Allies in Teaching Institutions


The past three years have brought North Americans a new round of awakening to issues of inequity. The pandemic highlighted the social determinants of health, the death of George Floyd triggered the Black Lives Matter movement and ground penetrating radar began to prove the Truth and Reconciliation Commission’s calculation that at least 6000 Indigenous children died in Residential Schools. Canadian nurses had their own wake up call when the family of Atikamekw mother of seven Joyce Echaquan released a recording of a nurse subjecting her to racial slurs as she died. These events have renewed the sense of urgency for those who are working at moving our institutions and professions toward equity.

Most successful equity movements are led by people who face a particular form of oppression directly supported by allies, who do not experience that form of oppression themselves, but are ready to use their privilege and position to move institutions towards equity. This course is about becoming an ally in an institutional teaching setting: in the classroom, in supervision settings, among colleagues and in leadership positions.


  • October 19, 2023, 1-3 pm EDT (10am-12 noon PDT, 11am-1pm MDT, 12 noon-2pm CDT, 2-4pm ADT)
  • October 26, 2023, 1-3 pm EDT (10am-12 noon PDT, 11am-1pm MDT, 12 noon-2pm CDT, 2-4pm ADT)
  • November 2, 2023, 1-3 pm EDT (10am-12 noon PDT, 11am-1pm MDT, 12 noon-2pm CDT, 2-4pm ADT)


Participants will:

  • Complete a preparation assignment for each of three sessions (reading and 2-3 journal questions)
  • Take part in three live course webinars, including a discussion in a small group of people with similar learning goals followed by a presentation of key points and open discussion
  • Add at least two entries to the class annotated collection of reading and resources

Learning outcomes

By the end of this course, participants will have developed the following competencies:

  1. An understanding of allies, including the concepts required to become an effective ally, the complexity of our identities as both oppressor and oppressed, the depth of emotion that comes from our histories of oppression and current challenges to the concept of allies;
  2. An evaluation of their own past and potential roles as an ally in the classroom, supervision settings, among colleagues or in a leadership position;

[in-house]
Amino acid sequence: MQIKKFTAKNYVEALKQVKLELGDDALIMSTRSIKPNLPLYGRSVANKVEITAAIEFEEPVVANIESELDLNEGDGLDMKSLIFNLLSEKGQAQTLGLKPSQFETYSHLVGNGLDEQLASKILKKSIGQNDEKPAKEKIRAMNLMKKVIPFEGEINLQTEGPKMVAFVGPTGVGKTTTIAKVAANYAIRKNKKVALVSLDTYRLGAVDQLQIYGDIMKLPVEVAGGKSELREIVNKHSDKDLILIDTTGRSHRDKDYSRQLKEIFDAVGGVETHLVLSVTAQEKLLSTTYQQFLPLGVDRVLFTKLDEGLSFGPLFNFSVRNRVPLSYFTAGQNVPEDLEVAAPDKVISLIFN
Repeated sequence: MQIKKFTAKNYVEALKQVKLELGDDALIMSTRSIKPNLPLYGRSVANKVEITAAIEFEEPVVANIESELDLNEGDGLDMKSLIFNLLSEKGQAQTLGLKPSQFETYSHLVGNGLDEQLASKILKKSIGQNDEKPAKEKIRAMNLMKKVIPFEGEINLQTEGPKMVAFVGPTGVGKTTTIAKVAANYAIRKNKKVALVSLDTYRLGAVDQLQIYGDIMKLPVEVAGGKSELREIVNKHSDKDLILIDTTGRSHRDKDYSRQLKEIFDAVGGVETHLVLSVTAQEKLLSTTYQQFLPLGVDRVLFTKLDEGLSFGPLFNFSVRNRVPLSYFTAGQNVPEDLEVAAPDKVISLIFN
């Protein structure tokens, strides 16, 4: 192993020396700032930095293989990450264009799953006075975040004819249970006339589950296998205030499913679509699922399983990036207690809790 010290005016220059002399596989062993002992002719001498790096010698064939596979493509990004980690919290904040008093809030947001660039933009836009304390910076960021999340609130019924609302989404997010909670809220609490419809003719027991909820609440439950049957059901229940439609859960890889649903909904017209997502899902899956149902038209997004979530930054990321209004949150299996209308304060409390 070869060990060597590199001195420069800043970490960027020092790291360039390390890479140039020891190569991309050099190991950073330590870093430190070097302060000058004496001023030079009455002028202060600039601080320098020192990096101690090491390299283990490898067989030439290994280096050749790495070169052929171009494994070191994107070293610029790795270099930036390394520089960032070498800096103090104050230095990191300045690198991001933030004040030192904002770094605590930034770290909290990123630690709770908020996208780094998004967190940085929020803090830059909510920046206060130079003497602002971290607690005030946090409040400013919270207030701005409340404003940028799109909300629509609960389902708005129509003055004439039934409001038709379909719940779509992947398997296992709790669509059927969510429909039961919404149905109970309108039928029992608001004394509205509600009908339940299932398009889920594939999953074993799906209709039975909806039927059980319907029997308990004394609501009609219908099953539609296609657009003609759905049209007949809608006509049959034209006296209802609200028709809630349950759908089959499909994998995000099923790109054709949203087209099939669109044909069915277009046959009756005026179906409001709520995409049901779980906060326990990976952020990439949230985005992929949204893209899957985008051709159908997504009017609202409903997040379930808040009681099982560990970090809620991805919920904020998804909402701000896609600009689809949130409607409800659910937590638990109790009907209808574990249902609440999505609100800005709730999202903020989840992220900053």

3. Knowledge of some current methods and resources for moving toward equity in the classroom, in supervision settings, among colleagues or in a leadership position;
  4. A plan for next steps in their ally journey.


$275 CAD for members
$300 CAD for non-members

Required textbook

Bishop, A. (2015) Becoming an ally: Breaking the cycle of oppression in people (3rd Ed.). Halifax
NS: Fernwood.


Anne Bishop

Anne Bishop has been a social justice activist for five decades. For just as long, she has made her living doing adult education, group facilitation, research, writing and editing with a particular love for teaching equity and community leadership. Most of her work has been on a freelance basis except for three years leading the international development education program for Canadian University Services Overseas, eleven years developing and teaching community leadership programs for Dalhousie University’s Henson College of Continuing Education and six years creating and teaching the mandatory diversity and employment equity course for Nova Scotia Provincial Government employees. In the health field, she has led anti-racism and ally workshops for the Nova Scotia Central Health Board, the Nova Scotia Health Authority, Health Canada, the Public Health Agency of Canada, brought an ally perspective to a racism panel for the Canadian Federation of Mental Health Nurses and was part of the team that wrote the stigma section of the Canadian Nurses’ Association course on legalized cannabis. She has co-authored four books on adult education, one on the Canadian food system, and is the author of two books about allies, Becoming an Ally: Breaking the Cycle of Oppression in People (1994, 2002, 2015) and Beyond Token Change: Breaking the Cycle of Oppression in Institutions (2005). Her Henson College certificate course in community development was published as Grassroots Leaders Building Skills: A Course in Community Leadership. In 2019, she published her first novel, Under the Bridge.  All of her books are listed on her website, Anne and her partner recently retired from their small farm where they raised sheep, chickens, veggies, berries and tree fruit. She is passionate about spinning and knitting wool.



  • Registrations that are cancelled up to one week before the start of the course will be refunded minus a $50 administrative fee.
  • Registrations that are cancelled with less than one week’s notice will not be refunded, though the participant will have the option to defer the cost of the course to apply to another CNEI/CASN course.
  • There will be no refunds issued once the course begins.
  • CASN reserves the right to cancel this course if it does not meet minimal group requirements.

Course Content

  • Participants are responsible for access to any course materials, including articles and textbooks.
  • There will be no make-up assignments accepted.
  • Assignments will not be re-marked.
  • Late submissions will not be accepted, unless under exceptional circumstances.

Please see our complete academic policies online at

Language notice

This course is available in English only.


If you have any questions or would like more information about the course, please contact Jodie Lachance, Nurse Residency Coordinator at